Furry life is real life, kinda.
Ever had a furry friend disappear? That doesn’t happen in real life.
It’s an important event when someone close to you, non-furry, dies. Friends and family gather and mourn and celebrate and reflect on the life of the person they’ve lost. If the deceased was young, people lament the life that will never be lived. If the deceased is old, people talk about the value and brevity of a full life.
Celebrating life and death is important, and it’s something that is often denied to the furry friends of the deceased. Let’s say that I, your humble furry author, slip on some ice on Harleyford Street’s sloping pavement and get struck by an aggressively-driven number 36 bus this Thursday morning. You, gentle furry reader, will probably find out about this over social media a few days later.
You and I have a relationship, even if it’s only through you reading my words here on [adjective][species]. You will read about my death, just like we have all read about the deaths of other furries, and it’ll feel like I’ve been snuffed out without any opportunity for you to meaningfully participate in any sort of mourning process. Maybe you’ll read some comments here on [a][s], maybe you’ll have a quick scan through my Twitter feed or my Weasyl to see what I was doing or thinking in my last hours of life. You’ll probably feel downhearted, in particular for those people closest to me.
In the non-furry world, any vague acquaintance or family member will be able to participate in mourning my death. Someone with a distant relationship will be able to attend my funeral, pass on condolences directly and meaningfully, and be surrounded by other people who are sharing the experience. They will be able to process how a sudden death affects their relationship with life, and understand how it affects other people.
Mourning, even for a distant acquaintance, can be a valuable process.
Of course, all those non-furry acquaintances will only be celebrating a subset of my life. I have a second life, my furry life, and while the two lives intersect, that intersection is far from complete. The separation between those two lives means that furry friends immediately become second-class when someone dies.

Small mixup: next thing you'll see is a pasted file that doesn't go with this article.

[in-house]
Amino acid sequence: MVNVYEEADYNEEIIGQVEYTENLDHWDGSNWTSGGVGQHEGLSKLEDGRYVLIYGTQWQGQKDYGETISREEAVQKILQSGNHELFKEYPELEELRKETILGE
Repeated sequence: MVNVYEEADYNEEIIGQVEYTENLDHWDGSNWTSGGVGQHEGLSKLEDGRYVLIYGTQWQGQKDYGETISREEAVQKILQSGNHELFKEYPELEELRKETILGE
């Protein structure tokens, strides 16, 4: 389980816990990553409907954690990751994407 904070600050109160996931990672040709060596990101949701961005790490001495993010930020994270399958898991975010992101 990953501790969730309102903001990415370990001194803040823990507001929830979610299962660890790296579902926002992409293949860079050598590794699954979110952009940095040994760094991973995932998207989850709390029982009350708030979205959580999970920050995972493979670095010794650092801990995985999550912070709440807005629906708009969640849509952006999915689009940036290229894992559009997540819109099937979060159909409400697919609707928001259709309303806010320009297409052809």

It’s not just death of course. There are other life events that can only occur once, where furries must be either integrated or excluded: weddings, births, graduations, that sort of thing.
The need or desire to integrate one’s furry and non-furry lives drives many people to “come out” as a furry, to their friends and/or family. It’s often especially important for young people who aren’t independent from their parents – it’s tough to hide a big part of your life if you don’t have full control. This is often easier said than done, because—by normal societal standards—furry is weird.
I have heard Anthrocon chairman Uncle Kage advise young furries against “coming out”. To the best of my recollection, and I’m paraphrasing, his point is that if you treat furry like it’s something controversial, then it’ll seem controversial. Yet furry social structures can be different enough from non-furry life to be exactly that.
Furry relationships tend to transcend barriers that exist in the non-furry world. We get to know one another via a furry animal-person identity. And although our furry identities aren’t physically real, I believe that they are—ironically—a more honest and true representation of ourselves. Out there in our non-furry life, relationships only begin once we’ve sized one another up on the basis of social structures like class, race, gender, age, and affluence.